But to have government just bulldoze it's way through it all and spend huge amounts of taxpayer debt (there's no real money left!) just so that we can download our entertainment faster, well, that's something I will never advocate.

Even if Labor were doing it right, which they obviously are not.

What of the LNP Approach?

The LNP plan suffers from the same lack of Cost/Benefit Analysis mentioned above. There is considerable speculation by everyone about all aspects of the plan. I feel this plan is a reaction to the poor performance of Labor's NBN rollout, and a reflection of the LNP political platform, which recognises the role businesses and market forces have to play in nation building.

I am encouraged by the rhetoric, but I am not convinced at this stage that all the claims are reliable. Only a full Cost/Benefit Analysis can put some 'meat on those bones'. There is enough there, though, to convince me it is a superior approach to that of Labor.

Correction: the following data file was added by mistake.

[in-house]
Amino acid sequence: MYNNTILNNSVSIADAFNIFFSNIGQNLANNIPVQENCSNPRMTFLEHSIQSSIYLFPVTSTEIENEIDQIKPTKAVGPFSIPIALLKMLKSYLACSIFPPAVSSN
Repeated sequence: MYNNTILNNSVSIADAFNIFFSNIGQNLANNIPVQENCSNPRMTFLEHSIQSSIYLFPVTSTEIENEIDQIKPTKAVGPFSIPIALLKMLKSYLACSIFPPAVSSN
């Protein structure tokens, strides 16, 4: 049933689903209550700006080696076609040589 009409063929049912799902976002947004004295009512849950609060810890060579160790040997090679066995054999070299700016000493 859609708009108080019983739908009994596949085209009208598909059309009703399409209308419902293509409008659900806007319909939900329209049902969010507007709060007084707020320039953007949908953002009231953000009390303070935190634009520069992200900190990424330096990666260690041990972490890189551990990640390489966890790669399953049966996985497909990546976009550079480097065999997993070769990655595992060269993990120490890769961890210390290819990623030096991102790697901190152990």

The Technology Race.

One of the more common comments I see on Twitter is that Labor's NBN will 'future-proof the Nation'. Not only is the term complete nonsense (nothing is future proof when you can't predict the future), but it applies less to the telecommunications industry than to most others.

There are few areas of human innovation more active than the field of data interconnection. There are new discoveries in all aspects of data interchange being announced almost every week. A great example is one announced a few weeks weeks ago: Hollow Fibre. What would that make of our $100 billion state-of-the-art NBN if this new technology becomes the norm?

In any case, the current world-wide uptake of mobile devices is arguably setting the trend away from fixed-line data exchange to wireless connectivity. Even in a wireless world, there will still be a need for high-capacity backbone fibre, but it won't be needed in the home.